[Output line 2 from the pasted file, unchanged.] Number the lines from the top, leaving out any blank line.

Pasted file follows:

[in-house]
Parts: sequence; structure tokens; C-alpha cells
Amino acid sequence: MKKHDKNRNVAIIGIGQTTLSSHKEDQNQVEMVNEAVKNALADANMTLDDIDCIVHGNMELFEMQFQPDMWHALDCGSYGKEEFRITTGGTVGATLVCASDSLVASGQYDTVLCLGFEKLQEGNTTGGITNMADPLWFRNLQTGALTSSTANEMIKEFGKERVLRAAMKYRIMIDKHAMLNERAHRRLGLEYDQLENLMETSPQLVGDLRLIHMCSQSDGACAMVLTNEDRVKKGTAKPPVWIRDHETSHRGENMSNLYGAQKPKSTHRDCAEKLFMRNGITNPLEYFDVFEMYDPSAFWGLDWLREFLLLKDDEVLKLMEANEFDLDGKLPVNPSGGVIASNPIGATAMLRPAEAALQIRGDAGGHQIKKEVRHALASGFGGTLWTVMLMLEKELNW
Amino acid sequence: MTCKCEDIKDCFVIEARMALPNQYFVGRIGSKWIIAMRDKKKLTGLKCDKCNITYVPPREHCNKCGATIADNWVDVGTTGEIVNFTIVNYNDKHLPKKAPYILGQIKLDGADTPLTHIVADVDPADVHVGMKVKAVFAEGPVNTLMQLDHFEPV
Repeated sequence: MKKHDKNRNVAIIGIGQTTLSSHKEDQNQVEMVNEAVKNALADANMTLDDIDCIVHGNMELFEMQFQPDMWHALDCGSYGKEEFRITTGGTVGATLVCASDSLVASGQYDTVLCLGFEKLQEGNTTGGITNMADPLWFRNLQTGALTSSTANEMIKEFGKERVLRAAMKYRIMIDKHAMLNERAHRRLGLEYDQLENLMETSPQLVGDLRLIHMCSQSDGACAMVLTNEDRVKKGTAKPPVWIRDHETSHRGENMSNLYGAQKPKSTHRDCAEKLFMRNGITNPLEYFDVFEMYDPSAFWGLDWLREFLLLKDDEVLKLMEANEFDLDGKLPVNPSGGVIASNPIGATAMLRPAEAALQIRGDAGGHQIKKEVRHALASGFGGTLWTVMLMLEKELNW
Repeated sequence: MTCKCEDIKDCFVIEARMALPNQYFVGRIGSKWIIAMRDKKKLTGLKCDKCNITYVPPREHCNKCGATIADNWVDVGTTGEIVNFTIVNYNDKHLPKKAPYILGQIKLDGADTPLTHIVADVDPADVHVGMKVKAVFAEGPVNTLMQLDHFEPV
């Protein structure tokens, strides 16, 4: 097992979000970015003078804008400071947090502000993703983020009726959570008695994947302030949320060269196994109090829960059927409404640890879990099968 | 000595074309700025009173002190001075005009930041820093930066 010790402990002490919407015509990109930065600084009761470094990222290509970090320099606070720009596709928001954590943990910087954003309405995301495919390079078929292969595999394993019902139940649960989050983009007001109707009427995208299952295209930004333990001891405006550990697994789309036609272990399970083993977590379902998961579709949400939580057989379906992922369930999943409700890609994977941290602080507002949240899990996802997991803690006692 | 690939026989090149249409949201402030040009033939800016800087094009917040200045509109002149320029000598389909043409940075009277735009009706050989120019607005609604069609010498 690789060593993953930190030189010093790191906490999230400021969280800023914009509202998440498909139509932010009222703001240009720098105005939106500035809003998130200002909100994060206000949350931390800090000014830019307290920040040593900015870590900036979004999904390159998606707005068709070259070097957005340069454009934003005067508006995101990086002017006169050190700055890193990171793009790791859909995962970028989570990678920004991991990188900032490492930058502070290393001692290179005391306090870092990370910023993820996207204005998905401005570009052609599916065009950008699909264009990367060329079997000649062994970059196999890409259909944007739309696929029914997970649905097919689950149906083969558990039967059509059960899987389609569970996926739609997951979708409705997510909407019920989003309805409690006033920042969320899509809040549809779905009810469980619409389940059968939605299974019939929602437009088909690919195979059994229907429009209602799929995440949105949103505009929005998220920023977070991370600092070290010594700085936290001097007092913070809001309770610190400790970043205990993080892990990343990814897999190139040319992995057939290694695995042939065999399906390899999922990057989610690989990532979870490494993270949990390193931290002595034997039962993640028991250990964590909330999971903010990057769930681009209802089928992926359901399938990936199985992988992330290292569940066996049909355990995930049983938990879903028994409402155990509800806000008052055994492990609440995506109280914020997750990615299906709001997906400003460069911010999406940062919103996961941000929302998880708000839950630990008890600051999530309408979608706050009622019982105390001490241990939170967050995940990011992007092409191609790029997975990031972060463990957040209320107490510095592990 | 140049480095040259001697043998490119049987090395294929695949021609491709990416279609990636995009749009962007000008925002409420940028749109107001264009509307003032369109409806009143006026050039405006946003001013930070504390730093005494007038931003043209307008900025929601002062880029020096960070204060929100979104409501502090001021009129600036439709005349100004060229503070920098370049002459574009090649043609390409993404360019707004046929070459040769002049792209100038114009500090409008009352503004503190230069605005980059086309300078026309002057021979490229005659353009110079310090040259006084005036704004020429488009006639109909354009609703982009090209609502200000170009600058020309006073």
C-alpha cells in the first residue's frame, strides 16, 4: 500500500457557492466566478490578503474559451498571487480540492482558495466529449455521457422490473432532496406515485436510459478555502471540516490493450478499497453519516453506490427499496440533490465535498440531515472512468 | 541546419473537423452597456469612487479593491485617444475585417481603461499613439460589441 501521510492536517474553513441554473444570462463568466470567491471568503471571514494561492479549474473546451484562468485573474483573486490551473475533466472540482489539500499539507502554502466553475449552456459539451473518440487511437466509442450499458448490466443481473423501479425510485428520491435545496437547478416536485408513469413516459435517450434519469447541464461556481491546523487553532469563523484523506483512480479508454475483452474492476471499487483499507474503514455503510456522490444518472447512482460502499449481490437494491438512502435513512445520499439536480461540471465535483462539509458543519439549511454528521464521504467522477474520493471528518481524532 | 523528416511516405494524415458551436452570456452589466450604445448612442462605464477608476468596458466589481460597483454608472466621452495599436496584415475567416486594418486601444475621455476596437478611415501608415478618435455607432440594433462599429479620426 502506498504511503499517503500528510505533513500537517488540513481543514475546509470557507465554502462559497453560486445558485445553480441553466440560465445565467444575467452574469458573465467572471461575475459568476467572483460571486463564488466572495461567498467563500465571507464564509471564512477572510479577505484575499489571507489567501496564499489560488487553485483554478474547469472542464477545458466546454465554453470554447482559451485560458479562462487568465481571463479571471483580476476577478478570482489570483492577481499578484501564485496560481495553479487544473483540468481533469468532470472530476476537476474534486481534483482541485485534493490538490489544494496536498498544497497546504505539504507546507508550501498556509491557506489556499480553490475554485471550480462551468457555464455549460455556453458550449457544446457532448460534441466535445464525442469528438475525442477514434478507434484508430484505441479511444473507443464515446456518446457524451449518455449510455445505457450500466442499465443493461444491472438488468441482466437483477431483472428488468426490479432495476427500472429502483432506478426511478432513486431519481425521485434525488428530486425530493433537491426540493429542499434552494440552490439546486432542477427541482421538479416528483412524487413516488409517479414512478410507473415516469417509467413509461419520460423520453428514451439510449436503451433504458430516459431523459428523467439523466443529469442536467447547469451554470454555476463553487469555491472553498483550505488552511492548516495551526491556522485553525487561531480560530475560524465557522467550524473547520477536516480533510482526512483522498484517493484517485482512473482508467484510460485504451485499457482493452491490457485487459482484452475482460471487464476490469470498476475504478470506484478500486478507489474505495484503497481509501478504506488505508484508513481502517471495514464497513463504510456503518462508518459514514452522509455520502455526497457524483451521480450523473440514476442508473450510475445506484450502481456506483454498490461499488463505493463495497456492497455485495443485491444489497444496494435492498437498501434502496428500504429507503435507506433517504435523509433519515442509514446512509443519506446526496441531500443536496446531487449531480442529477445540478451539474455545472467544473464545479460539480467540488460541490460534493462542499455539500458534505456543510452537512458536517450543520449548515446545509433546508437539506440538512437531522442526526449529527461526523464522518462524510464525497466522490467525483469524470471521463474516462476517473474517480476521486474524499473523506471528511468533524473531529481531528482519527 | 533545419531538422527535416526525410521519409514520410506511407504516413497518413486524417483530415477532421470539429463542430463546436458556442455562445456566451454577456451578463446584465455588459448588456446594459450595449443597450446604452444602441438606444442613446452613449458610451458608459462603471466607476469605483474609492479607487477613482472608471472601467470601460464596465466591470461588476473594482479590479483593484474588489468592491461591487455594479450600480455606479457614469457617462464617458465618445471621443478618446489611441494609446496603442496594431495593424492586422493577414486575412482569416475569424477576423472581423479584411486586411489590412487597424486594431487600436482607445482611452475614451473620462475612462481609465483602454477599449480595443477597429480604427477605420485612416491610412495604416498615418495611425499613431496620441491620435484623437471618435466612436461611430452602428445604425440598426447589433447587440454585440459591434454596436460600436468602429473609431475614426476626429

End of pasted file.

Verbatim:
Parts: sequence; structure tokens; C-alpha cells